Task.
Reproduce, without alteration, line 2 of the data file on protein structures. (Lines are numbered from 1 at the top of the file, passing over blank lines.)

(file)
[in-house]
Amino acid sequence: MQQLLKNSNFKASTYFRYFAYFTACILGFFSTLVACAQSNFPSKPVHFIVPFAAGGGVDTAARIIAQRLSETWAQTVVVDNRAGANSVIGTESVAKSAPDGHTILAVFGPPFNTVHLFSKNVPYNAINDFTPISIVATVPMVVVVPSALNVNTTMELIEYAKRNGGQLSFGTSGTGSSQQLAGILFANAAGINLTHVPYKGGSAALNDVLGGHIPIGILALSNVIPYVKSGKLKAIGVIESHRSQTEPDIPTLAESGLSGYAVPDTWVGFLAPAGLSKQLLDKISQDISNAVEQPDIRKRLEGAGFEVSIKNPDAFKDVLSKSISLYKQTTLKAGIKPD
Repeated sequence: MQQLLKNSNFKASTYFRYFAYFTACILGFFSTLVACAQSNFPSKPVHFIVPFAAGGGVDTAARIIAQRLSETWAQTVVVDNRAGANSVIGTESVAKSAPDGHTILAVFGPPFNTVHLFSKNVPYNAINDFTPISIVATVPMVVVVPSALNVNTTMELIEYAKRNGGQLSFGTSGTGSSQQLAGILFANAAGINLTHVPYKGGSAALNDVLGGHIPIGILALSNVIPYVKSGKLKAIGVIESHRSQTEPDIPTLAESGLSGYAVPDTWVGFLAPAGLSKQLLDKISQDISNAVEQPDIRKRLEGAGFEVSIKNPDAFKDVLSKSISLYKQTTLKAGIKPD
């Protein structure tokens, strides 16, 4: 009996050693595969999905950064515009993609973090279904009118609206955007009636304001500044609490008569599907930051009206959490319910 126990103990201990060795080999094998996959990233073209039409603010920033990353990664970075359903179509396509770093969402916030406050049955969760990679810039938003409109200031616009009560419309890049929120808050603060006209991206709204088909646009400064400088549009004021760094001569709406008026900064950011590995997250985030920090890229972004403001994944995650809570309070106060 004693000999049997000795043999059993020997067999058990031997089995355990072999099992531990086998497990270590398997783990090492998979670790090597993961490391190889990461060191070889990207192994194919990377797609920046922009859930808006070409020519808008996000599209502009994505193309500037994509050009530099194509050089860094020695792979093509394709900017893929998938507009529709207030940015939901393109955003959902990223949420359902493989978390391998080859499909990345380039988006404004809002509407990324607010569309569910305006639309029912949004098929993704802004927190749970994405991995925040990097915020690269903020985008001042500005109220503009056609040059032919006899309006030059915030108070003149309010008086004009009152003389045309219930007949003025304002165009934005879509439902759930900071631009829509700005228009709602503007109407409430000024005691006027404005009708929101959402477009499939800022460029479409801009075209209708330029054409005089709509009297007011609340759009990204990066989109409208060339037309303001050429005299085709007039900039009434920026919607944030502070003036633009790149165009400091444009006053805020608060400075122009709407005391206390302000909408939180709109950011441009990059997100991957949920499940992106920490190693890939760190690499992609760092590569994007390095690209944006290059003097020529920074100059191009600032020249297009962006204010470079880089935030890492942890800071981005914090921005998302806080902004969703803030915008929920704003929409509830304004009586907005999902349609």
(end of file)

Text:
Amino acid sequence: MQQLLKNSNFKASTYFRYFAYFTACILGFFSTLVACAQSNFPSKPVHFIVPFAAGGGVDTAARIIAQRLSETWAQTVVVDNRAGANSVIGTESVAKSAPDGHTILAVFGPPFNTVHLFSKNVPYNAINDFTPISIVATVPMVVVVPSALNVNTTMELIEYAKRNGGQLSFGTSGTGSSQQLAGILFANAAGINLTHVPYKGGSAALNDVLGGHIPIGILALSNVIPYVKSGKLKAIGVIESHRSQTEPDIPTLAESGLSGYAVPDTWVGFLAPAGLSKQLLDKISQDISNAVEQPDIRKRLEGAGFEVSIKNPDAFKDVLSKSISLYKQTTLKAGIKPD